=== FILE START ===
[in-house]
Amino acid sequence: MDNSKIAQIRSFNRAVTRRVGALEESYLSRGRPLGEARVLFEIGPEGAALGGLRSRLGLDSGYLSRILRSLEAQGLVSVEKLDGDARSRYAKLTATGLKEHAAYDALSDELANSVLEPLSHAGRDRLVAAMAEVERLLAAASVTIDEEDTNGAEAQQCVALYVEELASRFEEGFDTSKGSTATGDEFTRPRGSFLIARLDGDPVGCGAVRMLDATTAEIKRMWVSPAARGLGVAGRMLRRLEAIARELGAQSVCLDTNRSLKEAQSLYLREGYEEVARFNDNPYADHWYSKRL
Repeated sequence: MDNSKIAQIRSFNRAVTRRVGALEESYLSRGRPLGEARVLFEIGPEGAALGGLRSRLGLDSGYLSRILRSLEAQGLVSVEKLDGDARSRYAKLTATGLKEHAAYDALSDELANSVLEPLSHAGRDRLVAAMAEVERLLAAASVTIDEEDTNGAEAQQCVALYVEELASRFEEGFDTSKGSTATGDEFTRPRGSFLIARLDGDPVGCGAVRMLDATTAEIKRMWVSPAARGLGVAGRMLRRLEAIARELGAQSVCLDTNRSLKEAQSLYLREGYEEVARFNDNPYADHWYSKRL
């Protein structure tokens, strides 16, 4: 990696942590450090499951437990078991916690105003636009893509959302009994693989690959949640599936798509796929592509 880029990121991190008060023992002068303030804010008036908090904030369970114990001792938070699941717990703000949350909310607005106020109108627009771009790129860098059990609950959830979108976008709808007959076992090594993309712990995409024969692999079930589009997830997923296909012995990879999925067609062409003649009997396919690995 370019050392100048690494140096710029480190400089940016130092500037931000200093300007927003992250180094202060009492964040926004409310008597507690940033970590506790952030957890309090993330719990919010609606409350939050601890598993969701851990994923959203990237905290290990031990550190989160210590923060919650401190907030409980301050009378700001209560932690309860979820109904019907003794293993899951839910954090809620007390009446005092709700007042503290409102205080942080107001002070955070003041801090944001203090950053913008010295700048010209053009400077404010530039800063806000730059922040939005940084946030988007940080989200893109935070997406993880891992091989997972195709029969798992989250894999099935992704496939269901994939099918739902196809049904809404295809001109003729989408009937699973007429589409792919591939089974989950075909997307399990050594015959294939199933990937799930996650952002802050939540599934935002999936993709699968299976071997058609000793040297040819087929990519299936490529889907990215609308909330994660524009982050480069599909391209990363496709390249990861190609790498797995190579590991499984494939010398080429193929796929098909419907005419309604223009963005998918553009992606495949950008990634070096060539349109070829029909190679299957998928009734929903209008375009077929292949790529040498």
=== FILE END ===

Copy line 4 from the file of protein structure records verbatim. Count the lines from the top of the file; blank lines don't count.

């Protein structure tokens, strides 16, 4: 990696942590450090499951437990078991916690105003636009893509959302009994693989690959949640599936798509796929592509 880029990121991190008060023992002068303030804010008036908090904030369970114990001792938070699941717990703000949350909310607005106020109108627009771009790129860098059990609950959830979108976008709808007959076992090594993309712990995409024969692999079930589009997830997923296909012995990879999925067609062409003649009997396919690995 370019050392100048690494140096710029480190400089940016130092500037931000200093300007927003992250180094202060009492964040926004409310008597507690940033970590506790952030957890309090993330719990919010609606409350939050601890598993969701851990994923959203990237905290290990031990550190989160210590923060919650401190907030409980301050009378700001209560932690309860979820109904019907003794293993899951839910954090809620007390009446005092709700007042503290409102205080942080107001002070955070003041801090944001203090950053913008010295700048010209053009400077404010530039800063806000730059922040939005940084946030988007940080989200893109935070997406993880891992091989997972195709029969798992989250894999099935992704496939269901994939099918739902196809049904809404295809001109003729989408009937699973007429589409792919591939089974989950075909997307399990050594015959294939199933990937799930996650952002802050939540599934935002999936993709699968299976071997058609000793040297040819087929990519299936490529889907990215609308909330994660524009982050480069599909391209990363496709390249990861190609790498797995190579590991499984494939010398080429193929796929098909419907005419309604223009963005998918553009992606495949950008990634070096060539349109070829029909190679299957998928009734929903209008375009077929292949790529040498």